Scene on Film: ‘Third Person’

June 27, 2014
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Liam Neeson and Olivia Wilde in “Third Person.”

Liam Neeson and Olivia Wilde in “Third Person.”

Rated R

By Joan Ellis

Director Paul Haggis has built “Third Person” on faulty assumptions about his audience.

He asks far too much of us. Given a film with barely any structure, we are left to follow three stories as best we can without any guidelines or even implied connections.

After trying and failing to unravel the characters during a very long movie, which will be release on Friday, July 11, we find we don’t really care about any one of them. A further complication: One story unfolds in America, one in Paris, one in Rome, but in most scenes the only way we know where we are is when we catch a glimpse of the Empire State Building or the Eiffel Tower through the window of a dingy apartment. This movie is not notable for its scenery.

Try this. First couple: Michael (Liam Neeson) won a Pulitzer for his first novel years ago and is struggling with a new book that is lying dead on the page. He has left his wife Elaine (Kim Basinger) for his new lover, Anna (Olivia Wilde), a journalist who wants to write fiction. She is freezing cold, nasty except for the times she jumps into Michael’s naked arms for steamy sex after which they both return to their normal state of war by cynical accusation.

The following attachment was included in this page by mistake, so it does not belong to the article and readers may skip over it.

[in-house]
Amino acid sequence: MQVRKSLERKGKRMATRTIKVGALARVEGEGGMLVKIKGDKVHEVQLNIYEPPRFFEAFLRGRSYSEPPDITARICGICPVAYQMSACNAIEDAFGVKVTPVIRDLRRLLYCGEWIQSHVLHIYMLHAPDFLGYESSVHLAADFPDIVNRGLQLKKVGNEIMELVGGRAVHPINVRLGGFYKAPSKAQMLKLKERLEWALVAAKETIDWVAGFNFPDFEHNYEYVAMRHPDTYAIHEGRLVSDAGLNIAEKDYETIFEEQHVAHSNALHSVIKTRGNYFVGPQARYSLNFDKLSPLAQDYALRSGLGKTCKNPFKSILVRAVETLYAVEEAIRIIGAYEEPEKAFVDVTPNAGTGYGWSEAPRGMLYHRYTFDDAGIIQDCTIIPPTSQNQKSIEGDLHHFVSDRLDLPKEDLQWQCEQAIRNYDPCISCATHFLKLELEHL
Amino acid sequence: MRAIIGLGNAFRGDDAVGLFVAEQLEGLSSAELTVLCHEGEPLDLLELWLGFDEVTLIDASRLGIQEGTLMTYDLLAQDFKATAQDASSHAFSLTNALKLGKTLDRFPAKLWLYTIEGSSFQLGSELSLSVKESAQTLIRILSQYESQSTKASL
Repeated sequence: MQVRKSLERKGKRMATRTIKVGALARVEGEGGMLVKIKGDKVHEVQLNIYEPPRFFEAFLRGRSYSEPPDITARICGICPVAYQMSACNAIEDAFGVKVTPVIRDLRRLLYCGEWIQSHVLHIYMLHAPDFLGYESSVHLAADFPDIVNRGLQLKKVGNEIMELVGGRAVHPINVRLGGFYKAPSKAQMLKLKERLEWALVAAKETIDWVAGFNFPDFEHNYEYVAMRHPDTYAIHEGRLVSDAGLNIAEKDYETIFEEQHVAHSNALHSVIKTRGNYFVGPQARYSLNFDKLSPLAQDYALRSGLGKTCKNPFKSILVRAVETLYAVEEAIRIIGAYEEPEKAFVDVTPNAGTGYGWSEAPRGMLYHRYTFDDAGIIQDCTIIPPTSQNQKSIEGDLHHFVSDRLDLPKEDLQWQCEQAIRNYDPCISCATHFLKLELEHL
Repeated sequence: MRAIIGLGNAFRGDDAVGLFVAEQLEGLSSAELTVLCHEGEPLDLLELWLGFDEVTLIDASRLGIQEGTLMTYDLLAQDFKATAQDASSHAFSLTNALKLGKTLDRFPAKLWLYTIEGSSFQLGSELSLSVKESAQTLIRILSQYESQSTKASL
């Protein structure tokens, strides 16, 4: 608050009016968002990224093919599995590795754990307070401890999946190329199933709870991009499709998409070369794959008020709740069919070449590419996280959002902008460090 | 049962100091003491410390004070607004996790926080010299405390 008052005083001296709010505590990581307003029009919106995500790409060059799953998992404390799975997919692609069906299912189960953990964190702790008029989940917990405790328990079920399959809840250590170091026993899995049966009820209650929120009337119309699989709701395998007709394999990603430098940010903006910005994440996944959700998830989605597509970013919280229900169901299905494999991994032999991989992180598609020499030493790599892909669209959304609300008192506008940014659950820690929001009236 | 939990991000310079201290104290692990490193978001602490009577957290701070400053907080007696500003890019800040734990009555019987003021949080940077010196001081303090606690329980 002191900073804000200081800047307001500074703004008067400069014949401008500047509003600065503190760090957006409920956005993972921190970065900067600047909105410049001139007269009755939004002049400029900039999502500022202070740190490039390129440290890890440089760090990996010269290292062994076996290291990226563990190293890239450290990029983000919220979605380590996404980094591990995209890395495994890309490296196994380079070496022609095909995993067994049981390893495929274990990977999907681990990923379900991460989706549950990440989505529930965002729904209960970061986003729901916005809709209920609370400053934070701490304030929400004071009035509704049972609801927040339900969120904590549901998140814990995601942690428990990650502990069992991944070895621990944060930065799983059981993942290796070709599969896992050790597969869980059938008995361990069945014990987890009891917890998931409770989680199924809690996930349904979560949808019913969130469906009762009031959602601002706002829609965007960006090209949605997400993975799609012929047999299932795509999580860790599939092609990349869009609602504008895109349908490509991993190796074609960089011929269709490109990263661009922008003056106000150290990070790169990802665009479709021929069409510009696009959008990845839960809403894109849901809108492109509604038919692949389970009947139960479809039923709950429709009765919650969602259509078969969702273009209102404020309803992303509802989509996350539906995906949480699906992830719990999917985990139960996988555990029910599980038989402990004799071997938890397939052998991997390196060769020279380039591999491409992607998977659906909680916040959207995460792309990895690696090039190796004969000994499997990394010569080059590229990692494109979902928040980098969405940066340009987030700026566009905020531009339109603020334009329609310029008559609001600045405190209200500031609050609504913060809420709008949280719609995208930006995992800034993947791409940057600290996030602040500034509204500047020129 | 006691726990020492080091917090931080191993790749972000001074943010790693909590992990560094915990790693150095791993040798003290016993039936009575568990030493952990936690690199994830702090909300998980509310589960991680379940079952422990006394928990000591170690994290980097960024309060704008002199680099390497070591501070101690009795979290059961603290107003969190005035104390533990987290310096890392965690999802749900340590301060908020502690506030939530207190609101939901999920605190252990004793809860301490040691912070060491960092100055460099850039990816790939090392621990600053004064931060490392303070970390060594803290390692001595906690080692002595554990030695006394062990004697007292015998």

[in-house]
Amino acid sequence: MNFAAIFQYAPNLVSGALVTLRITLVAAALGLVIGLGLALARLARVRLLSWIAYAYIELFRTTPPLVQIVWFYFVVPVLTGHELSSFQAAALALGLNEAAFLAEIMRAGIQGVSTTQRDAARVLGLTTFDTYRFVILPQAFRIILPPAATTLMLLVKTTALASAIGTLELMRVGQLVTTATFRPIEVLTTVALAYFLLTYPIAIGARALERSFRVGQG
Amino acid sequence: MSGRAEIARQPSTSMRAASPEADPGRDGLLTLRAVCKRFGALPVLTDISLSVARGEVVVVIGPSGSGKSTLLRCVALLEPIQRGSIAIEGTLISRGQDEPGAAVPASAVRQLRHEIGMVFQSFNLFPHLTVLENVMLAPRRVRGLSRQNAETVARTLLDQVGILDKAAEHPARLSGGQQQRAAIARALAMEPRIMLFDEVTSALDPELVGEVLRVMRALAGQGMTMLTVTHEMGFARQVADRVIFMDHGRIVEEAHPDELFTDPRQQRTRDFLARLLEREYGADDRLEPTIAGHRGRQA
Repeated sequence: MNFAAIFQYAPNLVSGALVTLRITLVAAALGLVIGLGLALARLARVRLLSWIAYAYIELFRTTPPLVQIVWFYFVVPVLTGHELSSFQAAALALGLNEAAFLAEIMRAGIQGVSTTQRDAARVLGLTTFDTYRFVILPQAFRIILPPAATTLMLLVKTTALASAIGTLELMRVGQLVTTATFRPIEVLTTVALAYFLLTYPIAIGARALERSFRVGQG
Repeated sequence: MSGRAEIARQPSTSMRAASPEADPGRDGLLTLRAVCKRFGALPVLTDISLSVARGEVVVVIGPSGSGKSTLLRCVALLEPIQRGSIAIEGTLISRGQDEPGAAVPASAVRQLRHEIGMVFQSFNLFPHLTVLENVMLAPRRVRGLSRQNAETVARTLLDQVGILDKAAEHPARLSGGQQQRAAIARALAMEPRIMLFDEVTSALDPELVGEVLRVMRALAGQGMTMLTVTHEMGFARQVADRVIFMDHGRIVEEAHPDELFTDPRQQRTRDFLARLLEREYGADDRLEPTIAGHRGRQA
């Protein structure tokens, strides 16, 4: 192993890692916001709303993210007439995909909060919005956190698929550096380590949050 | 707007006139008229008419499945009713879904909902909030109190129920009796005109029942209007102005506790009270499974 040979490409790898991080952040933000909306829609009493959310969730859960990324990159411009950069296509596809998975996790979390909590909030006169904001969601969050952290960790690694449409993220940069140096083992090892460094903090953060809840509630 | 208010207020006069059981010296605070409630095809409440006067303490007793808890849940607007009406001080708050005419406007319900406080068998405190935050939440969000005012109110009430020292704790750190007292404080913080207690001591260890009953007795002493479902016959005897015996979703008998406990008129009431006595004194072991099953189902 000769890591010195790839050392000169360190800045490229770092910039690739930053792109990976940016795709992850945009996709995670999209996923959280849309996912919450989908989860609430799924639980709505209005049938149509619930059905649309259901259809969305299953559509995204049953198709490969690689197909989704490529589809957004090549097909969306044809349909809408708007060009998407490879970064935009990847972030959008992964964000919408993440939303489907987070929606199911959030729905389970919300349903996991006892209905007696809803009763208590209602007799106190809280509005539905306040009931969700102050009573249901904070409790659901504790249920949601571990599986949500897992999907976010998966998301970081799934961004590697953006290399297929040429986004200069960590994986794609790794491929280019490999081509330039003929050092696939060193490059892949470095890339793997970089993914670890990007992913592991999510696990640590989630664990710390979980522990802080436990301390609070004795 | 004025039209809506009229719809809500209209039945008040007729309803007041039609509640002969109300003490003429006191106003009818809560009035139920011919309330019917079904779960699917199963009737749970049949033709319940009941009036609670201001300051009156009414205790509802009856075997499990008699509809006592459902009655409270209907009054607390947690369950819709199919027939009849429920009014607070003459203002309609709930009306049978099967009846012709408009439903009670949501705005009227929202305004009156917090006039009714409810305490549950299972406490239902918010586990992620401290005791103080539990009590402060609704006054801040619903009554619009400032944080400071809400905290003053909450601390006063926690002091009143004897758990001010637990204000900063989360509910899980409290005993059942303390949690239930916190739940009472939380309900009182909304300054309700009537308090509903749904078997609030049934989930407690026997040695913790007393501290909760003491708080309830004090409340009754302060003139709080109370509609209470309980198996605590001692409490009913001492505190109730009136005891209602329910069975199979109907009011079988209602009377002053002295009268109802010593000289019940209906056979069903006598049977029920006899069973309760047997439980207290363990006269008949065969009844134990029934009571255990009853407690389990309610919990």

Julia (Mila Kunis), a former soap opera actress, is an emotional wreck because Rick, her ex (James Franco), won’t let her see their son. Understanding why is not a stretch. Rick’s girlfriend, Sam (Loan Chabanol), is an understanding observer.

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Scott (Adrien Brody) hates Italy where he has gone to steal the drawings of fashion designers. He goes into an “American” bar hoping to find someone who speaks English and instead meets Monika (Moran Atias), an Italian whose daughter has perhaps been abducted and who needs both help and money.

Just try to find one person to root for in any one of these three stories. Each time we begin to feel the slightest empathy, Mr. Haggis throws a verbal twist that shuts down any emotional connection with a character. The sad part of all this is that the principals in each story are unpleasant people – period.

The studio publicity says “…a puzzle in which truth is revealed in glimpses and clues are caught by the corner of the eye and nothing is truly what it seems.”  They got that right.

Each of these stories has a peripheral mention of an endangered child, the supposed glue of the puzzle. A last-minute effort to tie it all together fails miserably. By then we are exhausted from trying to track the characters through an inexplicably disjointed landscape of flash cuts.

The sad thing about this is that all the actors in the terrific cast do their best to make things work, but the people they are creating are so unpleasant that our reaction can only be, “Who cares?”

Paul Haggis wrote and directed. He might want to consider a career switch.

Joan Ellis’ address on the Internet, which contains her review library, is




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